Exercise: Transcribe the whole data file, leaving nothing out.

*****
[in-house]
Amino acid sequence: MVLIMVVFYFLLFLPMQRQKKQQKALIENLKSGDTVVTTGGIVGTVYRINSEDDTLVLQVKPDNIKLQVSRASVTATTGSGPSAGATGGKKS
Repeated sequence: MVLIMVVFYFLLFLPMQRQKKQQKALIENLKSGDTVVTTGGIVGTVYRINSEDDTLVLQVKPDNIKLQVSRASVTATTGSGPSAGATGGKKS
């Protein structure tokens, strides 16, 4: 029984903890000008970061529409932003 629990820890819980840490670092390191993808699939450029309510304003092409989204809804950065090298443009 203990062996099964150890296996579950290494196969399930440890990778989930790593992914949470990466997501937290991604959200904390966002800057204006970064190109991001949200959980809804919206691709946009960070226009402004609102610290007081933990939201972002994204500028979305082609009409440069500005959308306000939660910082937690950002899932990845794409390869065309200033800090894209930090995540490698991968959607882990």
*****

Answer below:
[in-house]
Amino acid sequence: MVLIMVVFYFLLFLPMQRQKKQQKALIENLKSGDTVVTTGGIVGTVYRINSEDDTLVLQVKPDNIKLQVSRASVTATTGSGPSAGATGGKKS
Repeated sequence: MVLIMVVFYFLLFLPMQRQKKQQKALIENLKSGDTVVTTGGIVGTVYRINSEDDTLVLQVKPDNIKLQVSRASVTATTGSGPSAGATGGKKS
């Protein structure tokens, strides 16, 4: 029984903890000008970061529409932003 629990820890819980840490670092390191993808699939450029309510304003092409989204809804950065090298443009 203990062996099964150890296996579950290494196969399930440890990778989930790593992914949470990466997501937290991604959200904390966002800057204006970064190109991001949200959980809804919206691709946009960070226009402004609102610290007081933990939201972002994204500028979305082609009409440069500005959308306000939660910082937690950002899932990845794409390869065309200033800090894209930090995540490698991968959607882990």